Three nubbins were randomly sampled from each tank every 3 days (days 0, 3, 9, 12, 15 and 18). Five 0.5-cm apices were cut from each nubbin; three were immediately frozen and stored in liquid nitrogen for later measurement of zooxanthellar density and two were fixed directly in 2.5% glutaraldehyde and subjected to electron microscopy.
The tank temperature was controlled using an aquarium heater (600 W, Schego, Offenbach, Germany) connected to an electronic thermostat (Hobby Biotherm Professional, Koblenz, Germany). Illumination was supplied at an irradiance of 250 μmol photons m–2 s–1 (quantum meter; QMSW-SS, Apogee Instruments Inc., Roseville, CA, USA) by metal halide lamps (400 W, Iwasaki 6500 Kelvin, Tokyo, Japan) set to a 12 h:12 h light:dark photoperiod. All other seawater parameters were maintained constant over time and between tanks. A constant water flow was maintained within each tank using a water pump (1300 l h–1, IDRA, Pozzoleone, Italy). Seawater was continuously recycled at a rate of 10.8 tank volumes per hour by coupling the action of a biological filter and an Aquavie protein skimmer (EPS 600, Montpellier, France), and the water was renewed (2% tank volume per day) with natural filtered Mediterranean seawater heated to 25°C. To avoid the growth of bacterial blooms, the water was continuously treated using a UVC filter (5 W, AquaCristal Series II, JBL, Neuhofen, Germany). During bacterial balneation, all equipment known to remove or kill bacteria (e.g. the protein skimmer and UVC filter) were inactivated for the first 4 h after treatment, allowing the bacteria to adhere to the coral tissues.
In order to monitor coral health, physiological (e.g. zooxanthellar density measure) and visual (e.g. coral color, tissue lysis appearance, opened or closed polyps) measurements were performed throughout the experiments. Zooxanthellar density was used as a measurement of coral health and the stability/breakdown of symbiosis. Coral tissues were extracted using a water pick (Johannes and Wiebe, 1970) in 50 ml of filtered seawater (0.2 μm pore size), homogenized with a Potter grinder and fixed with 2% formaldehyde. Zooxanthellae were counted under a light microscope using a hemocytometer, and algal densities were standardized per skeletal surface area, as described previously (Stimson and Kinzie, 1991). Every day, two colonies per tank (the same colonies each day) were photographed using a consistent camera setup, and both bleaching and lytic events were thoroughly examined.
Bacteria and the infectious process
In order to follow the infectious process in P. damicornis tissues, the presence of V. coralliilyticus was investigated by transmission electron microscopy (TEM). Two ultrathin slices were prepared from coral fragments fixed in 2.5% glutaraldehyde in filtered seawater (0.2 μm pore size). Sections were prepared as described previously (Ladrière et al., 2008) and observed with a Jeol JEM 100-SX transmission electron microscope (JEOL, Zaventem, Belgium) at an accelerating voltage of 80 kV.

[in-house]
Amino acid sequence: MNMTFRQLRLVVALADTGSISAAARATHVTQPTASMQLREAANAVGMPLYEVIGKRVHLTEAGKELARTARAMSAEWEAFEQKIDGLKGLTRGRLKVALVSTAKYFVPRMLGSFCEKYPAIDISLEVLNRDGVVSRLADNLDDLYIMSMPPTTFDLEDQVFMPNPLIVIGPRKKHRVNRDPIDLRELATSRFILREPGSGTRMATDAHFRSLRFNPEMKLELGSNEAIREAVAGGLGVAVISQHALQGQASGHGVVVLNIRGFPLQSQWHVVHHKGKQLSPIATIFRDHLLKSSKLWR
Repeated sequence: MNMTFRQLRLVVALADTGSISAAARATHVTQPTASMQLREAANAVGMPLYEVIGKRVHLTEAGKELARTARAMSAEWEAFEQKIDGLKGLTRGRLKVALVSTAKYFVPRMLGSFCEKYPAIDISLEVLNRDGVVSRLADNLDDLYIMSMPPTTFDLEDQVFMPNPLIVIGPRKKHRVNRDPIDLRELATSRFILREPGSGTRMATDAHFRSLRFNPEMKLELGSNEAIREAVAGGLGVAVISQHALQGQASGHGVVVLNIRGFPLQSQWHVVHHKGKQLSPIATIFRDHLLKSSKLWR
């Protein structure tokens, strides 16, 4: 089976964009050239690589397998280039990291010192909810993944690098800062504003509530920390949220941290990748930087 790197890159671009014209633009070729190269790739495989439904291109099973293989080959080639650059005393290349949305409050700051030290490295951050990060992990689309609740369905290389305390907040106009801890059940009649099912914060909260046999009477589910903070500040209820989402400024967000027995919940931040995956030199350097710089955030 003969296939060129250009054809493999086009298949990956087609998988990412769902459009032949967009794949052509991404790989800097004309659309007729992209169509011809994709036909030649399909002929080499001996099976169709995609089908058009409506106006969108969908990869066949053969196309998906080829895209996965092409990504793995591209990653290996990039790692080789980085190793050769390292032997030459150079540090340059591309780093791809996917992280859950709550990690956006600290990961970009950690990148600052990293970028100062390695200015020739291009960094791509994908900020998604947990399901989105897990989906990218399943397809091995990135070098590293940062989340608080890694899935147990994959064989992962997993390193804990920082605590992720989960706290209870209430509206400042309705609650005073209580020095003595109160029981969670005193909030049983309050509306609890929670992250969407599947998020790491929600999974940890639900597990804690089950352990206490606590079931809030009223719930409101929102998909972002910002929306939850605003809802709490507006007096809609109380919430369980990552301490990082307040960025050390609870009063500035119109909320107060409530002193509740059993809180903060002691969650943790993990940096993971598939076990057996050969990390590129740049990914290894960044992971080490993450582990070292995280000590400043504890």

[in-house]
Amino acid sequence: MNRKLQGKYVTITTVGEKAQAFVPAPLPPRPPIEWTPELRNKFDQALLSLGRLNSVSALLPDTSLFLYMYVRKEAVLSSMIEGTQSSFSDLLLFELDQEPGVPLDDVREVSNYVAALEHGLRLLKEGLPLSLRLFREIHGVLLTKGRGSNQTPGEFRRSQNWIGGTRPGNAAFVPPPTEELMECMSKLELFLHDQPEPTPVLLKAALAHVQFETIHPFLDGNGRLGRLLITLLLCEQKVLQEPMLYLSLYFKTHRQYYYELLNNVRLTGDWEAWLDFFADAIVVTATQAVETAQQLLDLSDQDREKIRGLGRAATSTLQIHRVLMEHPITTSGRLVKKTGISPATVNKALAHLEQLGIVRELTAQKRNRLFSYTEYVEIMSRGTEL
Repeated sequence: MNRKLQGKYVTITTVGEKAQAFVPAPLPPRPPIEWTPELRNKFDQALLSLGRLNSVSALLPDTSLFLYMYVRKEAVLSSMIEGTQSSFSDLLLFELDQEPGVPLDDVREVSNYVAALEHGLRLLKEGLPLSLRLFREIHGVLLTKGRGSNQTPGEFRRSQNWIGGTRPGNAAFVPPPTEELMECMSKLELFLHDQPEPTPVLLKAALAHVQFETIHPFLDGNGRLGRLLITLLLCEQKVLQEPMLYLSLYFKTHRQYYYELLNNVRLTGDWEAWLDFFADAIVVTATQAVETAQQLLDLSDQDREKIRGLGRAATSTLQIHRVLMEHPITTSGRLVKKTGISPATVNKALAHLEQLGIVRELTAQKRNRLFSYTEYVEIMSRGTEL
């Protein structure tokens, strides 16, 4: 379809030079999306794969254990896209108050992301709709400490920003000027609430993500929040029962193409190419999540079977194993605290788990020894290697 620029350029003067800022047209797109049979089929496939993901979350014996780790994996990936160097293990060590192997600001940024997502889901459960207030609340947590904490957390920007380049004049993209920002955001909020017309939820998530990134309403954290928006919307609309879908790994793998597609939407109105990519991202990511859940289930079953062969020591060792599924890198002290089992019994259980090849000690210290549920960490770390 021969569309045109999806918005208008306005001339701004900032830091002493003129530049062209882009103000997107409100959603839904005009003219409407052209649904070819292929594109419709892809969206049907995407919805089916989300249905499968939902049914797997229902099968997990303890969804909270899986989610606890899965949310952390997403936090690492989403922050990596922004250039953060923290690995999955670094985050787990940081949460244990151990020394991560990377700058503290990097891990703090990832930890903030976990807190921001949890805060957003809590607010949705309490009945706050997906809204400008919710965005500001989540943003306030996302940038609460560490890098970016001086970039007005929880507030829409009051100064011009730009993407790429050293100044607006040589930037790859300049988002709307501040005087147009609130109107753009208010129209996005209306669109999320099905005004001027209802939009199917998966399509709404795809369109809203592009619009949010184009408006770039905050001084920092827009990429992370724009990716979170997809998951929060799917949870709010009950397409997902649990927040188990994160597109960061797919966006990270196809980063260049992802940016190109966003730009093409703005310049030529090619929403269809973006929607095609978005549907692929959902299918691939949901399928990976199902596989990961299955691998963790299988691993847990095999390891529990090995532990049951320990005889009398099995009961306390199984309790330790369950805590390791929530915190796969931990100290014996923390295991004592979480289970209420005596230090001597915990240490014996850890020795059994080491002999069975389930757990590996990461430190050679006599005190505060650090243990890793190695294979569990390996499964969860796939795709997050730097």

qRT-PCR was used to quantify the amount of V. coralliilyticus present in P. damicornis tissues. Total RNA was extracted from each sample (see Subtractive cDNA library construction) and 100 ng of total RNA were reverse transcribed using hexamer primers and a RevertAid™ kit (Fermentas International Inc., Saint-Rémy-lès-Chevreuse, France). qRT-PCR was performed with 4 μl cDNA (1/100 dilution) in a total volume of 10 μl using a LightCycler 480 System (Roche Diagnostics, Meylan, France), as described below (see Real-time analysis). Oligonucleotide primers were designed based on the aligned sequences from eight different V. coralliilyticus 16S rRNAs (GenBank accession nos EF094886, DQ079633, GQ406805.1, GQ406804.1, GQ406802.1, GQ406801.1, GQ406800.1 and GQ406798.1; National Center for Biotechnology Information database) and the 28S rRNA of P. damicornis (Vidal-Dupiol et al., 2009) (Table 1). RNA extracted from the V. coralliilyticus culture used for infection was taken as the positive control. The qRT-PCR products were cloned and sequenced (see DNA sequencing and sequence analysis).
Subtractive cDNA library construction
Visual and physiological monitoring was used to select early bacterially stressed or infected samples, and subtractive hybridization was used to identify genes that were differentially expressed under the non-virulent and virulent conditions. For each set of three nubbins, tissues were extracted with a water pick in 800 ml of filtered seawater (0.2 μm pore size), and both total RNA and mRNA were purified (Vidal-Dupiol et al., 2009). Forward and reverse suppression–subtractive–hybridization (SSH) libraries were constructed using the PCR-Select cDNA Subtraction kit (Clontech, Saint-Germain-en-Laye, France). Tester and driver cDNA were prepared using 2 μg of Poly(A)+ RNA, and enzyme digestion, adaptor ligation, hybridization and PCR amplification were performed according to the manufacturer's instructions (Clontech). The resulting PCR products were cloned into pCR4-TOPO using a TOPO TA cloning kit (Invitrogen, Cergy Pontoise, France) and transformed into One Shot TOP10 chemically competent Escherichia coli cells (Invitrogen).